EFI (Electronic Fuel Injection) Computer - every stang after 85 has or had one: don't let it intimidate you. The computer based EFI systems are not hard to fix and most of the time they tell you what's wrong with the engine. Here's a book that will get you started with how the Ford electronic engine control or "computer" works.

    Ford Fuel Injection & Electronic Engine Control 1988-1993 by James Probst: ISBN 0-8376-0301-3.

    It's about $35-$45 from Borders.com see http://www.amazon.com/ . Select books and then select search. Use the ISBN number (without dashes or spaces) to do a search

    Use the ISBN number and your local library can get you a loaner copy for free. Only thing is you are limited to keeping the book for two weeks. It is very good, and I found it to be very helpful.

    For lots of great ideas and tech notes on upgrades and repairs, be sure to check
    out http://forums.stangnet.com/showthread.php?t=643651 “Useful Technical Thread Index” sticky at the top of the 5.0 Tech forum.

    Things to avoid at all cost: EFI to carb conversions. It is too easy to become a victim of the previous owner's efforts. Some states will not title or issue license plates to cars that have been converted from EFI to carb. Some of the motivation of my negative comments about EFI to carb has to do with the quality of electrical workmanship.

    Things that break often:
    T5 5 speed manual transmission (syncros go bad, mostly 3rd gear)
    TFI Module (Thin Film Ignition module - mounts on the distributor)
    Electric door locks (see the link in my sig for a cheap & easy fix)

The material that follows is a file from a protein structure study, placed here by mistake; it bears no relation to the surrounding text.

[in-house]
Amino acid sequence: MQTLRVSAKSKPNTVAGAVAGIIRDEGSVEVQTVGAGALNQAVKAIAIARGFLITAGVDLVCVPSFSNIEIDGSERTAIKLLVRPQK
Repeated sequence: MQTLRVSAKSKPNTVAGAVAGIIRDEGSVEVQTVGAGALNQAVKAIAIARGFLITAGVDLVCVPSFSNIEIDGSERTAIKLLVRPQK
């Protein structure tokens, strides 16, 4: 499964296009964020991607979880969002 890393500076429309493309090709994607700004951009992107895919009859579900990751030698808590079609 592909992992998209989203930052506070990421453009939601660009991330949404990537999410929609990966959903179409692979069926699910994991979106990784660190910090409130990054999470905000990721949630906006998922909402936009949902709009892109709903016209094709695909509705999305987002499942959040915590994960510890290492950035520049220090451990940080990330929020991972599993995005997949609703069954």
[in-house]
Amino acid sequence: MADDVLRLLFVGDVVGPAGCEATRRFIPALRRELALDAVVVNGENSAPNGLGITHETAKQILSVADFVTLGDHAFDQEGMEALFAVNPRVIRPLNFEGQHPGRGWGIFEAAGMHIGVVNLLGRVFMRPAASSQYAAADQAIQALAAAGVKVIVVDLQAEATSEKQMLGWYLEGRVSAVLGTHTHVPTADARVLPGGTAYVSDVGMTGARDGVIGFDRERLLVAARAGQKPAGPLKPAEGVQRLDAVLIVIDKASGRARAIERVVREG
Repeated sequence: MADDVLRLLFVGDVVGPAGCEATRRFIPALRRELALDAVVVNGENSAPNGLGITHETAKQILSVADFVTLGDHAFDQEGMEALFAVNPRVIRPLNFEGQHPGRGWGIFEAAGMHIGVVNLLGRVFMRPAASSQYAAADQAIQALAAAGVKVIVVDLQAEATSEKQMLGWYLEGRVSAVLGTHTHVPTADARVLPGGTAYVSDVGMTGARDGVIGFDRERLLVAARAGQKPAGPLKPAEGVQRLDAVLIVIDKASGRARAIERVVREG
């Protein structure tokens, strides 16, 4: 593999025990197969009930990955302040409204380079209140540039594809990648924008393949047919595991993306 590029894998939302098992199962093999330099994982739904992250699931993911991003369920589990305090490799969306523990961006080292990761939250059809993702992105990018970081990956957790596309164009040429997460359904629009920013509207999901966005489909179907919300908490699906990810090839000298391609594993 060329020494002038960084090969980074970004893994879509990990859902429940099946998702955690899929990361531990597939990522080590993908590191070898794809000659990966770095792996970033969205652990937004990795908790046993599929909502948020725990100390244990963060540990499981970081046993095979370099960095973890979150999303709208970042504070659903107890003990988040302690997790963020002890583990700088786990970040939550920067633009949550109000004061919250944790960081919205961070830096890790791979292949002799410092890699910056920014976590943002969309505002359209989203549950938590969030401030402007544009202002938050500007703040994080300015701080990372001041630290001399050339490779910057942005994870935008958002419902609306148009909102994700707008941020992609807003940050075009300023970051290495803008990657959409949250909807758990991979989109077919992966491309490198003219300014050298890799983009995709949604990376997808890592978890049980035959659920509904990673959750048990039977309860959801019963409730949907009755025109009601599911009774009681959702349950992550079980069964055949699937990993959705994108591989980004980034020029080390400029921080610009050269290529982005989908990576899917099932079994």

O2 sensors(oxygen sensors) They are good for about 60,000 miles and start to go down hill after that.
    TPS Sensor (Throttle Position Sensor) causes flaky problems with idle & acceleration.
    Fog lights They overheat the wiring and cause the headlights to flicker. The fix is cheap and simple if you can do electrical stuff.
    Harmonic Balancer – they separate between the hub and outer ring. A harmonic balancer puller is a must have to change it. You can rent or borrow a puller from most of the larger auto parts stores.

    Things that are very durable: Engine - as long as it hasn't been abused, it will run good for 150,000-200,000 miles without an overhaul
    Rear axle - other than an occasional case of worn clutches in the traction lock, they almost never have problems.
    Computer - believe it or not, the computers seldom have problems of their own. Most of the problems are with the sensors and the wiring.
    Suspension – the front and rear suspension has very few problems if the car hasn’t been wrecked or seen a lot of drag strip runs. The drag strip runs tend to distort and tear the mount points for the rear axle control arms. Revving the engine up to 4000 RPM and dumping the clutch with slicks or drag radials tends to break things.

    Things that don’t break often but are hard to fix:
    Water pump mount bolts – they corrode and shear off when you try to change the water pump.
    Rear oil seal on the engine – lots of parts to remove to get to a $20 seal.
    Power steering pump – the pumps are noisy and the pulley requires some special tools to remove and install. If you have the tools, they are easy to do. Again, the larger auto parts stores will rent or loan the tools for the pulley.
    Power Steering rack - it is hard to get the toe in set so that you can drive the car to the shop to get it properly aligned.